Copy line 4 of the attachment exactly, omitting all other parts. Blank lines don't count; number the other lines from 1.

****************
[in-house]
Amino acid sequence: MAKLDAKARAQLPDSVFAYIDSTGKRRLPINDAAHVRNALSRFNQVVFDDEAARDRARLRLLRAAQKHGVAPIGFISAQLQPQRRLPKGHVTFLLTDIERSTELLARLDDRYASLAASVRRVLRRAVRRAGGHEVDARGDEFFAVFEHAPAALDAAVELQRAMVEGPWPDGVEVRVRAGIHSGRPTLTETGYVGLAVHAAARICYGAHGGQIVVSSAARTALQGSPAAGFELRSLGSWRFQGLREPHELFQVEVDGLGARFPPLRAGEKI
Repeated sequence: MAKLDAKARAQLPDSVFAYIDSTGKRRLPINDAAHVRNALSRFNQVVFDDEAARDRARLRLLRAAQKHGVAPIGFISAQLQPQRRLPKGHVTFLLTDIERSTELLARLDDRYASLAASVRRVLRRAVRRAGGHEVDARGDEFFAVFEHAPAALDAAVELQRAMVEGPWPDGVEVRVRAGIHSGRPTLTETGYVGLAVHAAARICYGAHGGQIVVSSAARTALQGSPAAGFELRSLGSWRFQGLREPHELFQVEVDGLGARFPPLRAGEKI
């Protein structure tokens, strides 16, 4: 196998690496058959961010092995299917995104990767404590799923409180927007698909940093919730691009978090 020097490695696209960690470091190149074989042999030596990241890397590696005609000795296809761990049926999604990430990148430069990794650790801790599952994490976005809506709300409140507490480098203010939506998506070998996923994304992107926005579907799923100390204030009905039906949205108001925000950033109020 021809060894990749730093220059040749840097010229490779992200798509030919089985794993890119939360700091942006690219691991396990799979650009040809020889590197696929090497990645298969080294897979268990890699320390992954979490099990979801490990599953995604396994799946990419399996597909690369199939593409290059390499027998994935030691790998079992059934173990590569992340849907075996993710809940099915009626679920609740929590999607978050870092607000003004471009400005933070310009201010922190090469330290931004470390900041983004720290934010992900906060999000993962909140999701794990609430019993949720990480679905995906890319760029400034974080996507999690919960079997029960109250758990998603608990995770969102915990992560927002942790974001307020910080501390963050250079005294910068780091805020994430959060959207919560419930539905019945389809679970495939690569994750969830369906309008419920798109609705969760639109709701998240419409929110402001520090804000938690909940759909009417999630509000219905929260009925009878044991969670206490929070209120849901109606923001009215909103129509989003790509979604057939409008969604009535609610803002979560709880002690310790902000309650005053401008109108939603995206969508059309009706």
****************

């Protein structure tokens, strides 16, 4: 196998690496058959961010092995299917995104990767404590799923409180927007698909940093919730691009978090 020097490695696209960690470091190149074989042999030596990241890397590696005609000795296809761990049926999604990430990148430069990794650790801790599952994490976005809506709300409140507490480098203010939506998506070998996923994304992107926005579907799923100390204030009905039906949205108001925000950033109020 021809060894990749730093220059040749840097010229490779992200798509030919089985794993890119939360700091942006690219691991396990799979650009040809020889590197696929090497990645298969080294897979268990890699320390992954979490099990979801490990599953995604396994799946990419399996597909690369199939593409290059390499027998994935030691790998079992059934173990590569992340849907075996993710809940099915009626679920609740929590999607978050870092607000003004471009400005933070310009201010922190090469330290931004470390900041983004720290934010992900906060999000993962909140999701794990609430019993949720990480679905995906890319760029400034974080996507999690919960079997029960109250758990998603608990995770969102915990992560927002942790974001307020910080501390963050250079005294910068780091805020994430959060959207919560419930539905019945389809679970495939690569994750969830369906309008419920798109609705969760639109709701998240419409929110402001520090804000938690909940759909009417999630509000219905929260009925009878044991969670206490929070209120849901109606923001009215909103129509989003790509979604057939409008969604009535609610803002979560709880002690310790902000309650005053401008109108939603995206969508059309009706």